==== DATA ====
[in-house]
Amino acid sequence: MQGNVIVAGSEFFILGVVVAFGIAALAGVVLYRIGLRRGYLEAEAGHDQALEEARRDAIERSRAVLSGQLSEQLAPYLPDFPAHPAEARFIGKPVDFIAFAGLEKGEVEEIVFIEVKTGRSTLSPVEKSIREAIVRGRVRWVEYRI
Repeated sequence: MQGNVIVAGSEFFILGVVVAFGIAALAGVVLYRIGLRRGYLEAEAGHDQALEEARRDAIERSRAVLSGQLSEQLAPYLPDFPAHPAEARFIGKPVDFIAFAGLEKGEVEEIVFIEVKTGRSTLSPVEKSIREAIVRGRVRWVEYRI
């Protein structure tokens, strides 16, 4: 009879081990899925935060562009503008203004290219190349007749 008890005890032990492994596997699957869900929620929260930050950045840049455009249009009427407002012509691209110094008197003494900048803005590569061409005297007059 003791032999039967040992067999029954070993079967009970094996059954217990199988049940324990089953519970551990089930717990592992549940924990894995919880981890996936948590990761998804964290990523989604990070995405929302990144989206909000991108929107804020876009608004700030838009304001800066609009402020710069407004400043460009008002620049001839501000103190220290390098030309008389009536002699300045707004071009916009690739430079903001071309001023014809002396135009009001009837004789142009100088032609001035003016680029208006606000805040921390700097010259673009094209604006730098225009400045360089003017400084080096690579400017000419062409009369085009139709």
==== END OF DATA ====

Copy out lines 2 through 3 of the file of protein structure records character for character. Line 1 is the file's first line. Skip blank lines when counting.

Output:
Amino acid sequence: MQGNVIVAGSEFFILGVVVAFGIAALAGVVLYRIGLRRGYLEAEAGHDQALEEARRDAIERSRAVLSGQLSEQLAPYLPDFPAHPAEARFIGKPVDFIAFAGLEKGEVEEIVFIEVKTGRSTLSPVEKSIREAIVRGRVRWVEYRI
Repeated sequence: MQGNVIVAGSEFFILGVVVAFGIAALAGVVLYRIGLRRGYLEAEAGHDQALEEARRDAIERSRAVLSGQLSEQLAPYLPDFPAHPAEARFIGKPVDFIAFAGLEKGEVEEIVFIEVKTGRSTLSPVEKSIREAIVRGRVRWVEYRI